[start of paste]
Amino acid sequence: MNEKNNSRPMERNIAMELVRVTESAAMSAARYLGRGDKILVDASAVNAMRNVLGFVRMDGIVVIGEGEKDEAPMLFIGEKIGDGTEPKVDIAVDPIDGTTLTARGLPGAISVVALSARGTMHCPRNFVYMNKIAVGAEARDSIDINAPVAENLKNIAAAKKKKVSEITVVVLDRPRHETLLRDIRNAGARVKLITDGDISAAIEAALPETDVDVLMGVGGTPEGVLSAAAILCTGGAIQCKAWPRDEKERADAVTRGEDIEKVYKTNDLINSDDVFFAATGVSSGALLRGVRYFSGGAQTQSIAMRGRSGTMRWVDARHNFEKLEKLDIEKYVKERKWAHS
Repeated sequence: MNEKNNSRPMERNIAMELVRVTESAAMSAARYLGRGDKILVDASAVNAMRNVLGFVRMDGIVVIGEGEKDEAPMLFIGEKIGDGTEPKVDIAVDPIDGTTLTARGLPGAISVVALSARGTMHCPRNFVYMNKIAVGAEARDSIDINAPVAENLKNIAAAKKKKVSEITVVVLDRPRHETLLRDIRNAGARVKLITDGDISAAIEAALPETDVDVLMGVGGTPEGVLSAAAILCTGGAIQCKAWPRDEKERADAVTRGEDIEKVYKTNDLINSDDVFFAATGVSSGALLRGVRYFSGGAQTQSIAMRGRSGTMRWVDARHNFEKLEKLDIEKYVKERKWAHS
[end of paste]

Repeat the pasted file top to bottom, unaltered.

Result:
Amino acid sequence: MNEKNNSRPMERNIAMELVRVTESAAMSAARYLGRGDKILVDASAVNAMRNVLGFVRMDGIVVIGEGEKDEAPMLFIGEKIGDGTEPKVDIAVDPIDGTTLTARGLPGAISVVALSARGTMHCPRNFVYMNKIAVGAEARDSIDINAPVAENLKNIAAAKKKKVSEITVVVLDRPRHETLLRDIRNAGARVKLITDGDISAAIEAALPETDVDVLMGVGGTPEGVLSAAAILCTGGAIQCKAWPRDEKERADAVTRGEDIEKVYKTNDLINSDDVFFAATGVSSGALLRGVRYFSGGAQTQSIAMRGRSGTMRWVDARHNFEKLEKLDIEKYVKERKWAHS
Repeated sequence: MNEKNNSRPMERNIAMELVRVTESAAMSAARYLGRGDKILVDASAVNAMRNVLGFVRMDGIVVIGEGEKDEAPMLFIGEKIGDGTEPKVDIAVDPIDGTTLTARGLPGAISVVALSARGTMHCPRNFVYMNKIAVGAEARDSIDINAPVAENLKNIAAAKKKKVSEITVVVLDRPRHETLLRDIRNAGARVKLITDGDISAAIEAALPETDVDVLMGVGGTPEGVLSAAAILCTGGAIQCKAWPRDEKERADAVTRGEDIEKVYKTNDLINSDDVFFAATGVSSGALLRGVRYFSGGAQTQSIAMRGRSGTMRWVDARHNFEKLEKLDIEKYVKERKWAHS